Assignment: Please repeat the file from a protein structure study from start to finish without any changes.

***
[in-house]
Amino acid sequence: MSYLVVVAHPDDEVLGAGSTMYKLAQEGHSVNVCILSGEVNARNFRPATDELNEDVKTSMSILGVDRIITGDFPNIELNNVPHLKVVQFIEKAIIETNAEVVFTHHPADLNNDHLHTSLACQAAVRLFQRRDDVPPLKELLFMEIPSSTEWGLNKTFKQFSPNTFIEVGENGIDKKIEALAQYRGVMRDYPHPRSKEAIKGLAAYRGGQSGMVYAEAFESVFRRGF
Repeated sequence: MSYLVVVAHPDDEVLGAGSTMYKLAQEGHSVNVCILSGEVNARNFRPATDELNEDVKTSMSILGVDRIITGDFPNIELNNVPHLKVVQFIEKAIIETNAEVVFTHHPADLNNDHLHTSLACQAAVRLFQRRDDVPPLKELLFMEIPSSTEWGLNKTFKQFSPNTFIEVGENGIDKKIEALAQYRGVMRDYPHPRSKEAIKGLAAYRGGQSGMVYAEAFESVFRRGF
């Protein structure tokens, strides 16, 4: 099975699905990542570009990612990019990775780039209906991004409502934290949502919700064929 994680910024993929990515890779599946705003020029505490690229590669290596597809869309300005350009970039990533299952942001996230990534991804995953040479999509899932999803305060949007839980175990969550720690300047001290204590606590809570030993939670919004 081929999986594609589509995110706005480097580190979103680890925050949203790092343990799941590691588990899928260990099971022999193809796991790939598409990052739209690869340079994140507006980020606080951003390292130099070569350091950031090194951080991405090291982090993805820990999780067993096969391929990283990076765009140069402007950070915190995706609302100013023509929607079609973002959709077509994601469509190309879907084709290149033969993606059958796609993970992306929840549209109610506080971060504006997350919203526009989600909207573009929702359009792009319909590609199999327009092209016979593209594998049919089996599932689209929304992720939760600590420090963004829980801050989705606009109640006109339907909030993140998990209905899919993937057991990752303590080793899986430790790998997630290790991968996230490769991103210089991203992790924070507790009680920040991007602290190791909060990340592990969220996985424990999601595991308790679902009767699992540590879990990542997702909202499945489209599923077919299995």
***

[in-house]
Amino acid sequence: MSYLVVVAHPDDEVLGAGSTMYKLAQEGHSVNVCILSGEVNARNFRPATDELNEDVKTSMSILGVDRIITGDFPNIELNNVPHLKVVQFIEKAIIETNAEVVFTHHPADLNNDHLHTSLACQAAVRLFQRRDDVPPLKELLFMEIPSSTEWGLNKTFKQFSPNTFIEVGENGIDKKIEALAQYRGVMRDYPHPRSKEAIKGLAAYRGGQSGMVYAEAFESVFRRGF
Repeated sequence: MSYLVVVAHPDDEVLGAGSTMYKLAQEGHSVNVCILSGEVNARNFRPATDELNEDVKTSMSILGVDRIITGDFPNIELNNVPHLKVVQFIEKAIIETNAEVVFTHHPADLNNDHLHTSLACQAAVRLFQRRDDVPPLKELLFMEIPSSTEWGLNKTFKQFSPNTFIEVGENGIDKKIEALAQYRGVMRDYPHPRSKEAIKGLAAYRGGQSGMVYAEAFESVFRRGF
């Protein structure tokens, strides 16, 4: 099975699905990542570009990612990019990775780039209906991004409502934290949502919700064929 994680910024993929990515890779599946705003020029505490690229590669290596597809869309300005350009970039990533299952942001996230990534991804995953040479999509899932999803305060949007839980175990969550720690300047001290204590606590809570030993939670919004 081929999986594609589509995110706005480097580190979103680890925050949203790092343990799941590691588990899928260990099971022999193809796991790939598409990052739209690869340079994140507006980020606080951003390292130099070569350091950031090194951080991405090291982090993805820990999780067993096969391929990283990076765009140069402007950070915190995706609302100013023509929607079609973002959709077509994601469509190309879907084709290149033969993606059958796609993970992306929840549209109610506080971060504006997350919203526009989600909207573009929702359009792009319909590609199999327009092209016979593209594998049919089996599932689209929304992720939760600590420090963004829980801050989705606009109640006109339907909030993140998990209905899919993937057991990752303590080793899986430790790998997630290790991968996230490769991103210089991203992790924070507790009680920040991007602290190791909060990340592990969220996985424990999601595991308790679902009767699992540590879990990542997702909202499945489209599923077919299995």